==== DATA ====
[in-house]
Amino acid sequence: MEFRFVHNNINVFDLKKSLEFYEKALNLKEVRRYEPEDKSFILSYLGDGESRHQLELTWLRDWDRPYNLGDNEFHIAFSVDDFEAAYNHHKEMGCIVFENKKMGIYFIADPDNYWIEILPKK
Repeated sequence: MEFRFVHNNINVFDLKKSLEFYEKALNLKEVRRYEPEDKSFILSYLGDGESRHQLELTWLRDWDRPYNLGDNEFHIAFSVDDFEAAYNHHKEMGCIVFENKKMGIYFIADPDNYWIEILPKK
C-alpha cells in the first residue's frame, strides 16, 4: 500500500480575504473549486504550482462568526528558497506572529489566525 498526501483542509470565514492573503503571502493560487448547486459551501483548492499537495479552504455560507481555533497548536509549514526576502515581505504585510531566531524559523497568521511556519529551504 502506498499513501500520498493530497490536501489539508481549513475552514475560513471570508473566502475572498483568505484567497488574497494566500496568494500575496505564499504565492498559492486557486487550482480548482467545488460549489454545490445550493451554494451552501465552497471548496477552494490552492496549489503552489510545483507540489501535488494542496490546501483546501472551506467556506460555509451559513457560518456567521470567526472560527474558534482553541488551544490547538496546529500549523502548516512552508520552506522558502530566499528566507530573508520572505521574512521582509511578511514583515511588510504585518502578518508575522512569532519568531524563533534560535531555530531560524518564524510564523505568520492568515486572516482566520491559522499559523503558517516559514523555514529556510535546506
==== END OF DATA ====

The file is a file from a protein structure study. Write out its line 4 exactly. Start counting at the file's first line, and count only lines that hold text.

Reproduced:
C-alpha cells in the first residue's frame, strides 16, 4: 500500500480575504473549486504550482462568526528558497506572529489566525 498526501483542509470565514492573503503571502493560487448547486459551501483548492499537495479552504455560507481555533497548536509549514526576502515581505504585510531566531524559523497568521511556519529551504 502506498499513501500520498493530497490536501489539508481549513475552514475560513471570508473566502475572498483568505484567497488574497494566500496568494500575496505564499504565492498559492486557486487550482480548482467545488460549489454545490445550493451554494451552501465552497471548496477552494490552492496549489503552489510545483507540489501535488494542496490546501483546501472551506467556506460555509451559513457560518456567521470567526472560527474558534482553541488551544490547538496546529500549523502548516512552508520552506522558502530566499528566507530573508520572505521574512521582509511578511514583515511588510504585518502578518508575522512569532519568531524563533534560535531555530531560524518564524510564523505568520492568515486572516482566520491559522499559523503558517516559514523555514529556510535546506